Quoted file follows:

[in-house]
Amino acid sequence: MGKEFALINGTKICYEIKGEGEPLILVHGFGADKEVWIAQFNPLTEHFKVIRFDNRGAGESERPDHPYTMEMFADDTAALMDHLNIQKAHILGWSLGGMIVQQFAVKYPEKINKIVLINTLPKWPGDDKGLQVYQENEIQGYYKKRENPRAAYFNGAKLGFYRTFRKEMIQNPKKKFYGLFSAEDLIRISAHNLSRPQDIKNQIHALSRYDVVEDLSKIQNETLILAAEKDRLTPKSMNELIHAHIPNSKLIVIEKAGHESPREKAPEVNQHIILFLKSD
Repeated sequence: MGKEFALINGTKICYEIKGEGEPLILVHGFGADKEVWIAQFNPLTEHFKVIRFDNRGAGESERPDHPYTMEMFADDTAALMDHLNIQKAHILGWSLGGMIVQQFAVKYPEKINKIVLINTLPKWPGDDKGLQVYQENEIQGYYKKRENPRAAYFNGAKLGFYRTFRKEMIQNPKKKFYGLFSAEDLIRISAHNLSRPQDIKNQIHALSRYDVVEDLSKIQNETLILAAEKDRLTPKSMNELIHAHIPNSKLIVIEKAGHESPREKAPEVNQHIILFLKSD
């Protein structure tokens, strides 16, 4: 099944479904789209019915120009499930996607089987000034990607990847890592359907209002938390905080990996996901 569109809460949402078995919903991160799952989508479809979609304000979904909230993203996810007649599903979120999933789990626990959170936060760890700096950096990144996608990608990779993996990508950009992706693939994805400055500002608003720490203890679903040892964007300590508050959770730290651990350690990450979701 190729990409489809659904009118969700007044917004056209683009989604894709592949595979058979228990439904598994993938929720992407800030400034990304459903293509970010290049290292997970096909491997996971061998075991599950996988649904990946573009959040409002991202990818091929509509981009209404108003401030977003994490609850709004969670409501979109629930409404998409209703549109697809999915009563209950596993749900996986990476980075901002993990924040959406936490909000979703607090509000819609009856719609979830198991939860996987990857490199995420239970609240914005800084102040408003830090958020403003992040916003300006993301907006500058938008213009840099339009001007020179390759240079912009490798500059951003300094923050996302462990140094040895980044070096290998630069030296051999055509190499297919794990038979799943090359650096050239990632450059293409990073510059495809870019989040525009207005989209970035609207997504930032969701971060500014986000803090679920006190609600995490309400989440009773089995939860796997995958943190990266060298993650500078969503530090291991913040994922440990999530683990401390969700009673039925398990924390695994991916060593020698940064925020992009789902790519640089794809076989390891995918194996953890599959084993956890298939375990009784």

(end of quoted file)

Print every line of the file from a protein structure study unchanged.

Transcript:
[in-house]
Amino acid sequence: MGKEFALINGTKICYEIKGEGEPLILVHGFGADKEVWIAQFNPLTEHFKVIRFDNRGAGESERPDHPYTMEMFADDTAALMDHLNIQKAHILGWSLGGMIVQQFAVKYPEKINKIVLINTLPKWPGDDKGLQVYQENEIQGYYKKRENPRAAYFNGAKLGFYRTFRKEMIQNPKKKFYGLFSAEDLIRISAHNLSRPQDIKNQIHALSRYDVVEDLSKIQNETLILAAEKDRLTPKSMNELIHAHIPNSKLIVIEKAGHESPREKAPEVNQHIILFLKSD
Repeated sequence: MGKEFALINGTKICYEIKGEGEPLILVHGFGADKEVWIAQFNPLTEHFKVIRFDNRGAGESERPDHPYTMEMFADDTAALMDHLNIQKAHILGWSLGGMIVQQFAVKYPEKINKIVLINTLPKWPGDDKGLQVYQENEIQGYYKKRENPRAAYFNGAKLGFYRTFRKEMIQNPKKKFYGLFSAEDLIRISAHNLSRPQDIKNQIHALSRYDVVEDLSKIQNETLILAAEKDRLTPKSMNELIHAHIPNSKLIVIEKAGHESPREKAPEVNQHIILFLKSD
């Protein structure tokens, strides 16, 4: 099944479904789209019915120009499930996607089987000034990607990847890592359907209002938390905080990996996901 569109809460949402078995919903991160799952989508479809979609304000979904909230993203996810007649599903979120999933789990626990959170936060760890700096950096990144996608990608990779993996990508950009992706693939994805400055500002608003720490203890679903040892964007300590508050959770730290651990350690990450979701 190729990409489809659904009118969700007044917004056209683009989604894709592949595979058979228990439904598994993938929720992407800030400034990304459903293509970010290049290292997970096909491997996971061998075991599950996988649904990946573009959040409002991202990818091929509509981009209404108003401030977003994490609850709004969670409501979109629930409404998409209703549109697809999915009563209950596993749900996986990476980075901002993990924040959406936490909000979703607090509000819609009856719609979830198991939860996987990857490199995420239970609240914005800084102040408003830090958020403003992040916003300006993301907006500058938008213009840099339009001007020179390759240079912009490798500059951003300094923050996302462990140094040895980044070096290998630069030296051999055509190499297919794990038979799943090359650096050239990632450059293409990073510059495809870019989040525009207005989209970035609207997504930032969701971060500014986000803090679920006190609600995490309400989440009773089995939860796997995958943190990266060298993650500078969503530090291991913040994922440990999530683990401390969700009673039925398990924390695994991916060593020698940064925020992009789902790519640089794809076989390891995918194996953890599959084993956890298939375990009784």